When you find yourself using harmful coping mechanisms to deal with your pain, you should reach out to someone you trust. Know that there's no shame in what you're going through, and it's okay to ask for and accept help. If you're thinking about hurting yourself or others, you should reach out for help immediately. Hotlines can be a quick way of reaching out when you need help. We've linked some down below in our description box. You can also call 911 if that's what you prefer.

Dissociation. A psychological effect that is rarely discussed is disassociation. This is where you develop a detachment between your thoughts and the things around you. It can feel like you're watching yourself from above or like there's a void between your mind and your body. Or it can feel like the world around you doesn't exist.

It's possible that at one point detaching yourself from your thoughts or your physical surroundings is the only way to get through the day. But this disassociating can make it really hard to handle your emotions, and more than anything this level of attachment can be really scary and unnerving. If you are experiencing these emotions it's critical for your health that you seek out help.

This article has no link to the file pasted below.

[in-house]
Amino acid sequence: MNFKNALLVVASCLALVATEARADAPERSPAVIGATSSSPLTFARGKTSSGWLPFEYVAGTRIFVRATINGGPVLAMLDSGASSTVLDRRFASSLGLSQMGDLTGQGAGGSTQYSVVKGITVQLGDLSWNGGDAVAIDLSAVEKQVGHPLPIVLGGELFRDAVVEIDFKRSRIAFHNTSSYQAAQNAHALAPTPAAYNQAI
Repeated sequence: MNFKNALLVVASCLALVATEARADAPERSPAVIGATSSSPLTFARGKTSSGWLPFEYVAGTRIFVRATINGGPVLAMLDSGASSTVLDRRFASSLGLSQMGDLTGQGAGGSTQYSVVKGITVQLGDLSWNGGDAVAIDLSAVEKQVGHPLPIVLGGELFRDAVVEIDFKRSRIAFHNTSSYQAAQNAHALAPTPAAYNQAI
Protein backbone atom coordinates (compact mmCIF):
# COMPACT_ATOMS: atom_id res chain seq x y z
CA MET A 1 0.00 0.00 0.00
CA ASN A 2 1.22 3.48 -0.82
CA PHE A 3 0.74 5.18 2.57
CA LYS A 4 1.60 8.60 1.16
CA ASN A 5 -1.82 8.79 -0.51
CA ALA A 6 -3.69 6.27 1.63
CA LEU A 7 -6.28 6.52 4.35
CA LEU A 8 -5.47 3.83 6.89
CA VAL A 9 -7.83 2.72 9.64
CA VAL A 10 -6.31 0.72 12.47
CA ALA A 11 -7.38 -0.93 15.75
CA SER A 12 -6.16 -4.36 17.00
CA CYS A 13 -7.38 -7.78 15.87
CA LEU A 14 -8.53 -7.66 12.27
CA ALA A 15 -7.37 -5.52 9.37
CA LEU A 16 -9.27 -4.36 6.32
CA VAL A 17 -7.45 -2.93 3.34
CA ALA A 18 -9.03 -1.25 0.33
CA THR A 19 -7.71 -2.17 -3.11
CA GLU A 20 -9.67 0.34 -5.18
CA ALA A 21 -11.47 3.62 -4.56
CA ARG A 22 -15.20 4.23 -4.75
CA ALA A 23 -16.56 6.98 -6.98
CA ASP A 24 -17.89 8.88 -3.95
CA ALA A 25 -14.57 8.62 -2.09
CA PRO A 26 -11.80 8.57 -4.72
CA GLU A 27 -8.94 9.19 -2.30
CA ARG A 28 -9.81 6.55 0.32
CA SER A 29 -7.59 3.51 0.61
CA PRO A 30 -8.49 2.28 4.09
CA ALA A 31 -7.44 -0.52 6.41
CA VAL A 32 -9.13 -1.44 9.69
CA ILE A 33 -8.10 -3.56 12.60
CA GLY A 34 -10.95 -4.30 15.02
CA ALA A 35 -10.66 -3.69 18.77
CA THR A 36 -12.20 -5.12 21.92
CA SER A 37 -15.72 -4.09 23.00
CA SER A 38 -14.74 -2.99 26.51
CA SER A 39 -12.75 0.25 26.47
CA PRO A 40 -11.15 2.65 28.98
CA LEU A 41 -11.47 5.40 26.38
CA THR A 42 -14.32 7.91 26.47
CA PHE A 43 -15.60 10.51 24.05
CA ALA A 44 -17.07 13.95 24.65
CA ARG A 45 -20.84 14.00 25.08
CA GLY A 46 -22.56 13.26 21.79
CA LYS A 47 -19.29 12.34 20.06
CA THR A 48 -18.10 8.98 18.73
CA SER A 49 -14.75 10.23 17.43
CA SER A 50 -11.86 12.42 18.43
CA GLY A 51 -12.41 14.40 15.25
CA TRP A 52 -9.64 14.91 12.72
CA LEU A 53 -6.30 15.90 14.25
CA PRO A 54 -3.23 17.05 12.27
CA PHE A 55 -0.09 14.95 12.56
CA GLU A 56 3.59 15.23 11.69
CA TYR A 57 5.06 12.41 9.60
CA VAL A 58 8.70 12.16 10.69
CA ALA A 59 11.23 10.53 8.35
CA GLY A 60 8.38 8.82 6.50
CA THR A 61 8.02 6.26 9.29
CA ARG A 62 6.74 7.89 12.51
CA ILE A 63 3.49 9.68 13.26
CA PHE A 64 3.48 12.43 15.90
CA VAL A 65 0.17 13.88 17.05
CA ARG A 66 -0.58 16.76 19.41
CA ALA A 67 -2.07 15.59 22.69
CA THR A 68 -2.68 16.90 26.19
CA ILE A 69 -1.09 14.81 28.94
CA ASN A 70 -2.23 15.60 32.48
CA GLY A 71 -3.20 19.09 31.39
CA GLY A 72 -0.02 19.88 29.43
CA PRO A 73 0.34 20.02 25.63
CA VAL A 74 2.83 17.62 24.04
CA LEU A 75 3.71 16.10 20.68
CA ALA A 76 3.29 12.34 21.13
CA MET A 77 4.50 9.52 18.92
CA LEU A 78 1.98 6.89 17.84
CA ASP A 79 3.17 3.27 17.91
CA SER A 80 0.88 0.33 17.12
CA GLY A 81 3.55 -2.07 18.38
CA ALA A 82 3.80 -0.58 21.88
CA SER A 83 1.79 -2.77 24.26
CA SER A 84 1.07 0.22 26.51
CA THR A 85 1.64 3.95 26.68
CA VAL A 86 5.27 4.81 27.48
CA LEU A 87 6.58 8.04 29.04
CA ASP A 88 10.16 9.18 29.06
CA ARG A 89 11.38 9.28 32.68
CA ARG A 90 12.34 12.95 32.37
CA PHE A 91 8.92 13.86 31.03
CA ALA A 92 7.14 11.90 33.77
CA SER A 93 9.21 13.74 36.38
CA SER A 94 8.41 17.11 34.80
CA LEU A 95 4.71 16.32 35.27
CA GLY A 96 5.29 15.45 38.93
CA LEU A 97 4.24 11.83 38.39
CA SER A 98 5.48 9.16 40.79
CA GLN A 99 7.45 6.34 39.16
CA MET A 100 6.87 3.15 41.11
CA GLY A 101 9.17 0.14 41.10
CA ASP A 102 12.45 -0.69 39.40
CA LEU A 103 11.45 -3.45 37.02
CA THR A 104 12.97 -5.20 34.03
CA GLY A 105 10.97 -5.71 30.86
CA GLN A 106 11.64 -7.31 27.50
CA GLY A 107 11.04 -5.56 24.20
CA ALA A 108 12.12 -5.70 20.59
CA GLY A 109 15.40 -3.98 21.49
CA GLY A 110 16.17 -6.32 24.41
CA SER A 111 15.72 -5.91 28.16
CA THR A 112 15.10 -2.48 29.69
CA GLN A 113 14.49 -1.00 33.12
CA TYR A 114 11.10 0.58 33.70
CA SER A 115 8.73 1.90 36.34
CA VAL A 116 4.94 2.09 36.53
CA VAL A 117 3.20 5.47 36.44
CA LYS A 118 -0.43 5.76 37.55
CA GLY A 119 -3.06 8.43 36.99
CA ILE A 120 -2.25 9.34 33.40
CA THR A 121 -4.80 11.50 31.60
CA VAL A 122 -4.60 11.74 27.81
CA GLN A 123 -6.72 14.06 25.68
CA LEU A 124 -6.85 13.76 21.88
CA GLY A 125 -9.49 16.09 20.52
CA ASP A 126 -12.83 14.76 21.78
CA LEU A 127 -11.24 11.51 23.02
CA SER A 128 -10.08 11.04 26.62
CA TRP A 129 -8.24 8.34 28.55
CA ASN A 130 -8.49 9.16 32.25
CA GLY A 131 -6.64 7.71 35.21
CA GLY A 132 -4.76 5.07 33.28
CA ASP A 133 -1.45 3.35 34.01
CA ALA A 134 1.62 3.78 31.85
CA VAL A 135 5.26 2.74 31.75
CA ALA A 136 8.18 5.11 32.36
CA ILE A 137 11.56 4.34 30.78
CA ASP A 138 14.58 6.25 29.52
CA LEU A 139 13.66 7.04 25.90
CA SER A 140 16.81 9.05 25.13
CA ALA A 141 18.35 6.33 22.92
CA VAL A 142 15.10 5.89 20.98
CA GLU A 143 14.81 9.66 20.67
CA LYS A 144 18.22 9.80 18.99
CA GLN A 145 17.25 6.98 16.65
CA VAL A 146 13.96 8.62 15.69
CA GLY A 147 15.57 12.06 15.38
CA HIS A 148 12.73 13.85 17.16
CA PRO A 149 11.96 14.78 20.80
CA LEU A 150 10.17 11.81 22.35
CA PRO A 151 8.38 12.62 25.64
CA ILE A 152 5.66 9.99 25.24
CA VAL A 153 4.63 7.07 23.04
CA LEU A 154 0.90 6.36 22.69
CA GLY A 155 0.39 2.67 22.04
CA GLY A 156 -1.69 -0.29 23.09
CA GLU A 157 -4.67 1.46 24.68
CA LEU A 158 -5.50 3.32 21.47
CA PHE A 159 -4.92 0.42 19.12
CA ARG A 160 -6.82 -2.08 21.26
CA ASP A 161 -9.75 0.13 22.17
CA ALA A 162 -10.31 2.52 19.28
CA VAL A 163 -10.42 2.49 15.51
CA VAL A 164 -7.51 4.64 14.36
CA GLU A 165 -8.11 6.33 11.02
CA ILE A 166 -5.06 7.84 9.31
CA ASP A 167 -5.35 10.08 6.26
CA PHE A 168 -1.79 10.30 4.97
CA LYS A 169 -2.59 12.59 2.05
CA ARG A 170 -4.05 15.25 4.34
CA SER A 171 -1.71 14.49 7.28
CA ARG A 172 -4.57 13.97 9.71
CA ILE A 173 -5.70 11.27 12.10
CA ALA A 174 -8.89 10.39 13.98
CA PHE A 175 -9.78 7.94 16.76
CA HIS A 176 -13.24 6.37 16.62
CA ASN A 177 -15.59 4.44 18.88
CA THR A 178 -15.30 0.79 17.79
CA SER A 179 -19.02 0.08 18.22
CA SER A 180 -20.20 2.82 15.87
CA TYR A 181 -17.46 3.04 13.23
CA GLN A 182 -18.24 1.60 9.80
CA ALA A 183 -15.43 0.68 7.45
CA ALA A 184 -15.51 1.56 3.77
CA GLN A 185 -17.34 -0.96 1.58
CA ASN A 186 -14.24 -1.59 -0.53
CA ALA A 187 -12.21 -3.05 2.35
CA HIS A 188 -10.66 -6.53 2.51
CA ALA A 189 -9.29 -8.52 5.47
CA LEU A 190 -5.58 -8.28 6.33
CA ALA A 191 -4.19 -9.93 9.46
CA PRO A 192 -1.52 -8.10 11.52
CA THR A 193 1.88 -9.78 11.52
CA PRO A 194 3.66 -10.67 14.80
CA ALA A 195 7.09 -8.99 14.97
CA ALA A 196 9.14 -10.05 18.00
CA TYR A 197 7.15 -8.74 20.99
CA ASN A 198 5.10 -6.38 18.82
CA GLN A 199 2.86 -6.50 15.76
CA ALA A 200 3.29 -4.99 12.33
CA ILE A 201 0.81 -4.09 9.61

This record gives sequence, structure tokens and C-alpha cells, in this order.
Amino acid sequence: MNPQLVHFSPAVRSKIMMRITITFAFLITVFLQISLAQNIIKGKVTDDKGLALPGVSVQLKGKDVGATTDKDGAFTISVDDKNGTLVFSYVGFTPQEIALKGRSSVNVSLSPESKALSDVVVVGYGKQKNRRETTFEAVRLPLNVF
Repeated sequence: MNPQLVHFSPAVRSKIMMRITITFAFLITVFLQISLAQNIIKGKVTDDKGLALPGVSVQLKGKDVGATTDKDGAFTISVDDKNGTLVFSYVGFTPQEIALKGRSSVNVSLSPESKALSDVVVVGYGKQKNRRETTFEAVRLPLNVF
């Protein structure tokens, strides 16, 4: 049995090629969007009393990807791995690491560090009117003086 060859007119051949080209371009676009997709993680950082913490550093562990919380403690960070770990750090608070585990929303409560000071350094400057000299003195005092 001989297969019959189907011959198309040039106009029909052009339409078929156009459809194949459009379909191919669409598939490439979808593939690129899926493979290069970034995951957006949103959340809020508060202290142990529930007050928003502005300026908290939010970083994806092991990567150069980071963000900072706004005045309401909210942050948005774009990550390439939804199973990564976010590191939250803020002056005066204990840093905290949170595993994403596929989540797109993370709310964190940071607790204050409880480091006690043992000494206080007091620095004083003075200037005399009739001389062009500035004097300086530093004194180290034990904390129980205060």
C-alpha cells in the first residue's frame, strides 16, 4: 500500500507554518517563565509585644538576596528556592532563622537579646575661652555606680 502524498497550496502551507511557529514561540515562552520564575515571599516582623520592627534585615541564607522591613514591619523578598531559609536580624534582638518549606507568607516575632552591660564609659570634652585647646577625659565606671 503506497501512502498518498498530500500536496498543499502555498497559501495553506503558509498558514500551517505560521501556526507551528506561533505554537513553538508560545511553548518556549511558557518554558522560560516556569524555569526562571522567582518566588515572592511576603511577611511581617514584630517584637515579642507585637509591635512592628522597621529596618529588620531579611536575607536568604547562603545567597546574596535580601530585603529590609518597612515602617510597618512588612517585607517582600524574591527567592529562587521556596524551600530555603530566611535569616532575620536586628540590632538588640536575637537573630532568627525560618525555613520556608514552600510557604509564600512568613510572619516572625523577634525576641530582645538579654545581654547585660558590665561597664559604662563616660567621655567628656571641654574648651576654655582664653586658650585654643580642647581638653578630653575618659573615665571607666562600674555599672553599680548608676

Social effects. When recovering from an assault, you're likely to run up against other people's assumptions. Many people approach these situations with their own preconceived notions of what's right. They might say really ignorant and hurtful things like: "Why'd you go to that party?" "Why would you go into a room with that person?" "Were you leading them on?" "Were you drinking?" "What were you wearing?" and the list goes on. Remember that there is nothing - and I repeat, nothing - that you can do to deserve or invite, or in any way provoke an assault.